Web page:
“Dad, I’ve decided what I want to do with my life. I’m not taking the internship. I’m going to start my own business. And you’re going to be my first customer.”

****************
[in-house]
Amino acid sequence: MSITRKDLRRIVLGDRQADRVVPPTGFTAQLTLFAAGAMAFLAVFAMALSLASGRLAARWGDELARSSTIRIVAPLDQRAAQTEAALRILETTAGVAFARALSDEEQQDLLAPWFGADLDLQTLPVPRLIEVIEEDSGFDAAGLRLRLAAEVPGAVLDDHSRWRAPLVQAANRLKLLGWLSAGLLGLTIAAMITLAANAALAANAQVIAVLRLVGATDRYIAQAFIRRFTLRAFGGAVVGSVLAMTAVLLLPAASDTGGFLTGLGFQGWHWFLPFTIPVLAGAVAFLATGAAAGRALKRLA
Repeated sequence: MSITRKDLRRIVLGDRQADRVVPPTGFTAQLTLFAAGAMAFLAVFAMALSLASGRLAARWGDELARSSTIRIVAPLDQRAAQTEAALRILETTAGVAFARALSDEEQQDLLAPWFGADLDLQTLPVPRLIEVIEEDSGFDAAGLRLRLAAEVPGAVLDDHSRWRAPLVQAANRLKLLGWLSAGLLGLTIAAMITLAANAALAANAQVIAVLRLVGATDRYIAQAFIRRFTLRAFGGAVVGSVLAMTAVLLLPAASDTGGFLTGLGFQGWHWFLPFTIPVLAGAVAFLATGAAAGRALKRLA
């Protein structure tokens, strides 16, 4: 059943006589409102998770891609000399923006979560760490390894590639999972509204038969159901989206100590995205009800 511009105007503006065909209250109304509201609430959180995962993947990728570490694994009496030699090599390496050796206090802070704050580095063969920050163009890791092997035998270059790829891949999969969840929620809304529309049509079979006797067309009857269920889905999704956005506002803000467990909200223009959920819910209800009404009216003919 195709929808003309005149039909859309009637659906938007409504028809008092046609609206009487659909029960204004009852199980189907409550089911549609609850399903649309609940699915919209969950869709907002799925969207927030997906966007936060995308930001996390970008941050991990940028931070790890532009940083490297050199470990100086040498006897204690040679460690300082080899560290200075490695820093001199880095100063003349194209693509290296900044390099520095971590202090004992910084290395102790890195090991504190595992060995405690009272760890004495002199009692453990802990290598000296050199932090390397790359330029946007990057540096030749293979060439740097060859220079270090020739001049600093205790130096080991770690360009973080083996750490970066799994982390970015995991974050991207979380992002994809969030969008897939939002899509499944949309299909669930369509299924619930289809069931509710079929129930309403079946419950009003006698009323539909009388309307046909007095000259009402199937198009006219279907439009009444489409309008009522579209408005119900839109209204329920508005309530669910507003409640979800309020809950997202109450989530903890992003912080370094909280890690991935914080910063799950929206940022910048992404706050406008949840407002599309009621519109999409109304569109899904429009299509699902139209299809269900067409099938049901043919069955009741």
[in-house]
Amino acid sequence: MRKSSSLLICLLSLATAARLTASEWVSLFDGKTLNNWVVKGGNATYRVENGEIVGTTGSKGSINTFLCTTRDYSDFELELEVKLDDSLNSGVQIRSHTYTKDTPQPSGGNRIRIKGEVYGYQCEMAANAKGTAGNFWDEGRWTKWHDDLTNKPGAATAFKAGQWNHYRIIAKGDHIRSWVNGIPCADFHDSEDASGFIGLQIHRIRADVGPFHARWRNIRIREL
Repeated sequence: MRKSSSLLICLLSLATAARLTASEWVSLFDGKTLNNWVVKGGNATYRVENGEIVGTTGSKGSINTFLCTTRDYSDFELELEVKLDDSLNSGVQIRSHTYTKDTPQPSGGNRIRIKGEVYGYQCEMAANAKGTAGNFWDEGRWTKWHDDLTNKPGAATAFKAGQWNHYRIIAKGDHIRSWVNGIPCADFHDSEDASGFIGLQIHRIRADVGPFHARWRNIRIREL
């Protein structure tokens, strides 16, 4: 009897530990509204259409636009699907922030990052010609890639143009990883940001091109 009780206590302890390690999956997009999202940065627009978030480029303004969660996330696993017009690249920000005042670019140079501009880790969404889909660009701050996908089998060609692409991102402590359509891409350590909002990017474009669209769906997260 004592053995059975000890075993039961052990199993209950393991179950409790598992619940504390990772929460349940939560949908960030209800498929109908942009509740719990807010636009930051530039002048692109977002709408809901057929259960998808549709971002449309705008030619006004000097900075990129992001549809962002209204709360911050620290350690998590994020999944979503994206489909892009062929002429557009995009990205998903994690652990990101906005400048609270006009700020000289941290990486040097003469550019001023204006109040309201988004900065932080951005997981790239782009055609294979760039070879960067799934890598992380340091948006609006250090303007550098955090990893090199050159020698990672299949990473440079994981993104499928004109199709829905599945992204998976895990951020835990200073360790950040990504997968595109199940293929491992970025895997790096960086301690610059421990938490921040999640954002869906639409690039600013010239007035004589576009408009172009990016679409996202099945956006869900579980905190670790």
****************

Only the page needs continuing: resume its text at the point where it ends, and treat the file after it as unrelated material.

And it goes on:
Simple as that, Bill chartered Murray Plastics, naming it after the Rochester street where the original shop was located. He’d fill the orders for projector reels coming in to his dad’s operation. That would form the foundation of his enterprise, enabling him to ride out the waves and troughs of demand endemic to running an injection-molding business in America. The rest was up to Bill, who would have to seek out new clients, manage his labor force, and supervise production. It was a daunting proposition, but it’s a choice Bill doesn’t regret years later. That momentous development began the first in a long series of choices that has helped position Murray Plastics as an industry leader. Follow along that trail, and you can begin to appreciate the business climate for injection molding, and get to know what makes Bill Hall tick. The first challenge Bill encountered had to do with manufacturing space. He quickly determined to relocate the company. The neighborhood was in decline, surrounded by derelict buildings and plagued by crime. Taxes were soaring. Labor costs were high. The regulatory climate was stifling. Buoyed by a healthier atmosphere down South, proximity to a growing metropolis in Atlanta, and a big contract with a Peachtree City-based client, Bill settled on Gainesville, Georgia as a new site. Even though that contract with the Peachtree City buyer never materialized, the decision has worked out well regardless. Real estate is more affordable. He’s found the business climate more agreeable, finding skilled laborers hasn’t been a challenge, and a steady stream of clients has found its way to his operation, which now employs over thirty workers. Bill has also had to make some difficult choices to attract new clients. Although he still does a steady trade in film reel through Tayloreel, it’s no longer the stable source of revenue it once was. The perennial challenge is to get on the radar of companies who could use injection-molding, but don’t know it yet. There are many possibilities Bill’s services offer to manufacturers, but they have to see that for themselves and appreciate the expert craftsmanship Murray Plastics brings to the table. It’s taken strategic decision-making to take advantage of these new opportunities. For a long time, the formula was simple: go to trade shows, list in the Thomas Register of American Manufacturers, and get the word out to industries that use your technology. However, the pace of innovation sweeping the business landscape has rendered that model obsolete. Trade applications have become so varied and so specialized that few plastic injection mold companies can keep up. New startups may not see injection-molding as the solution they’re looking for. Targeting your next clients can be a tricky process. In response, Bill has learned to plan carefully about how to approach a game where the rules are constantly changing. He still goes to shows, but he’s become selective about which ones he attends and how he presents his business. Outside of  his presence on ThomasNet (the current incarnation of the old registry)  he’s turned to Rigmarole to lead all digital marketing efforts. In fact, business has almost doubled since bringing them into the fold. Technology is opening up new vistas for industry development. In particular, the growth in 3-D printing has created a plethora of new opportunities. Many businesses need more precision engineering and volume than these innovative printers afford. As a result, they’ve been coming to Bill in droves, with ideas and rough sketches in hand. If they can get to him, he can help. The hard part is always getting them to see Murray Plastics as the people who can make their dreams a reality. It’s tough decisions — many of them made with limited information and under tight deadlines— that have brought Bill entrepreneurial success. He’s seasoned by experience, yet still learning in the challenging field of plastic injection molding. A lot has changed since that fateful weekend when he left a career track in high finance got on the path to running his own business. He has much to be proud of, a few regrets, and a bright future to look forward. After all, even if he doesn’t know what’s to come, he knows it’s up to him to decide.